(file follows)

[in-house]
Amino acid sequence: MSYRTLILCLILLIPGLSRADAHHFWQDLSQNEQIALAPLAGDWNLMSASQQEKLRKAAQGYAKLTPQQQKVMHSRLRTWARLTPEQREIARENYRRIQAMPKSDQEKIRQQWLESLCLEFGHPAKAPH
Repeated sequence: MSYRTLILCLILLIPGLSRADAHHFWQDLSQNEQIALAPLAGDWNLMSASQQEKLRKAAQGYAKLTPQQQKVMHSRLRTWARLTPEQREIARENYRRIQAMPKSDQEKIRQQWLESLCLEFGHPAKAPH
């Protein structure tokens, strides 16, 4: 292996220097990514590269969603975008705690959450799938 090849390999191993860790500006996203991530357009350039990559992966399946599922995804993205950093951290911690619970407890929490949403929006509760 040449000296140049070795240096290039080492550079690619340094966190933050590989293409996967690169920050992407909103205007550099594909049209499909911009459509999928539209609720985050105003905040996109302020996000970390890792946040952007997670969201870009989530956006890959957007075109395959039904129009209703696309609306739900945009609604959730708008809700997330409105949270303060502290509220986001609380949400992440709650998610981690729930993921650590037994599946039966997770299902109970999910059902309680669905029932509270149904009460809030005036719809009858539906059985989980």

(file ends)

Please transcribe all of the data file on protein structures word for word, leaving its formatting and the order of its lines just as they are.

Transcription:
[in-house]
Amino acid sequence: MSYRTLILCLILLIPGLSRADAHHFWQDLSQNEQIALAPLAGDWNLMSASQQEKLRKAAQGYAKLTPQQQKVMHSRLRTWARLTPEQREIARENYRRIQAMPKSDQEKIRQQWLESLCLEFGHPAKAPH
Repeated sequence: MSYRTLILCLILLIPGLSRADAHHFWQDLSQNEQIALAPLAGDWNLMSASQQEKLRKAAQGYAKLTPQQQKVMHSRLRTWARLTPEQREIARENYRRIQAMPKSDQEKIRQQWLESLCLEFGHPAKAPH
């Protein structure tokens, strides 16, 4: 292996220097990514590269969603975008705690959450799938 090849390999191993860790500006996203991530357009350039990559992966399946599922995804993205950093951290911690619970407890929490949403929006509760 040449000296140049070795240096290039080492550079690619340094966190933050590989293409996967690169920050992407909103205007550099594909049209499909911009459509999928539209609720985050105003905040996109302020996000970390890792946040952007997670969201870009989530956006890959957007075109395959039904129009209703696309609306739900945009609604959730708008809700997330409105949270303060502290509220986001609380949400992440709650998610981690729930993921650590037994599946039966997770299902109970999910059902309680669905029932509270149904009460809030005036719809009858539906059985989980």